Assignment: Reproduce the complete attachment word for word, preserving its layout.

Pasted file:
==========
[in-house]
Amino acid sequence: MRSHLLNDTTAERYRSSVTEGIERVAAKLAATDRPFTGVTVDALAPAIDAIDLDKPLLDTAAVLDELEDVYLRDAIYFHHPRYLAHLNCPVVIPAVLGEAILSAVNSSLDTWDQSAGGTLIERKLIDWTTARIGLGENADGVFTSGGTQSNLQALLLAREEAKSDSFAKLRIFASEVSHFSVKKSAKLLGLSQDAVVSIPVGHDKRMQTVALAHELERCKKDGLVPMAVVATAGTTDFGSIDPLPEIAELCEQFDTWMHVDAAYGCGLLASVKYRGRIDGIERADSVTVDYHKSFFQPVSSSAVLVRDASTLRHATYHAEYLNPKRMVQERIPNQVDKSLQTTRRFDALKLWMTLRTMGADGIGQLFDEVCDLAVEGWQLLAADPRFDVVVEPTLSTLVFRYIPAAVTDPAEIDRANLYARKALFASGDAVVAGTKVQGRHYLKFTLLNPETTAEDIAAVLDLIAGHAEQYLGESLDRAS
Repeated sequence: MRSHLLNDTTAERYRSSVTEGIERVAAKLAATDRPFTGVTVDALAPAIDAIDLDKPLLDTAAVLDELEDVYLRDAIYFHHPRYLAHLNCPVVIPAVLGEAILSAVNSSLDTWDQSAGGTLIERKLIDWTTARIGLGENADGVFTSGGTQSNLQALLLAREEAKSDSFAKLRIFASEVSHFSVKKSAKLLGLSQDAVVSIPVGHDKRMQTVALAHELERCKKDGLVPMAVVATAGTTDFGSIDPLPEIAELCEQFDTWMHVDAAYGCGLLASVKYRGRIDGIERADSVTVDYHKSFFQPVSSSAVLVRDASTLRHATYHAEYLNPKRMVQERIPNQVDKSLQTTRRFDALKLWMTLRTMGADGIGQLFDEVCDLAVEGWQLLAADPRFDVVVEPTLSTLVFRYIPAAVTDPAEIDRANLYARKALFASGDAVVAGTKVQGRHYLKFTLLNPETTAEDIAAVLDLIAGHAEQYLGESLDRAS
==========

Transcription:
[in-house]
Amino acid sequence: MRSHLLNDTTAERYRSSVTEGIERVAAKLAATDRPFTGVTVDALAPAIDAIDLDKPLLDTAAVLDELEDVYLRDAIYFHHPRYLAHLNCPVVIPAVLGEAILSAVNSSLDTWDQSAGGTLIERKLIDWTTARIGLGENADGVFTSGGTQSNLQALLLAREEAKSDSFAKLRIFASEVSHFSVKKSAKLLGLSQDAVVSIPVGHDKRMQTVALAHELERCKKDGLVPMAVVATAGTTDFGSIDPLPEIAELCEQFDTWMHVDAAYGCGLLASVKYRGRIDGIERADSVTVDYHKSFFQPVSSSAVLVRDASTLRHATYHAEYLNPKRMVQERIPNQVDKSLQTTRRFDALKLWMTLRTMGADGIGQLFDEVCDLAVEGWQLLAADPRFDVVVEPTLSTLVFRYIPAAVTDPAEIDRANLYARKALFASGDAVVAGTKVQGRHYLKFTLLNPETTAEDIAAVLDLIAGHAEQYLGESLDRAS
Repeated sequence: MRSHLLNDTTAERYRSSVTEGIERVAAKLAATDRPFTGVTVDALAPAIDAIDLDKPLLDTAAVLDELEDVYLRDAIYFHHPRYLAHLNCPVVIPAVLGEAILSAVNSSLDTWDQSAGGTLIERKLIDWTTARIGLGENADGVFTSGGTQSNLQALLLAREEAKSDSFAKLRIFASEVSHFSVKKSAKLLGLSQDAVVSIPVGHDKRMQTVALAHELERCKKDGLVPMAVVATAGTTDFGSIDPLPEIAELCEQFDTWMHVDAAYGCGLLASVKYRGRIDGIERADSVTVDYHKSFFQPVSSSAVLVRDASTLRHATYHAEYLNPKRMVQERIPNQVDKSLQTTRRFDALKLWMTLRTMGADGIGQLFDEVCDLAVEGWQLLAADPRFDVVVEPTLSTLVFRYIPAAVTDPAEIDRANLYARKALFASGDAVVAGTKVQGRHYLKFTLLNPETTAEDIAAVLDLIAGHAEQYLGESLDRAS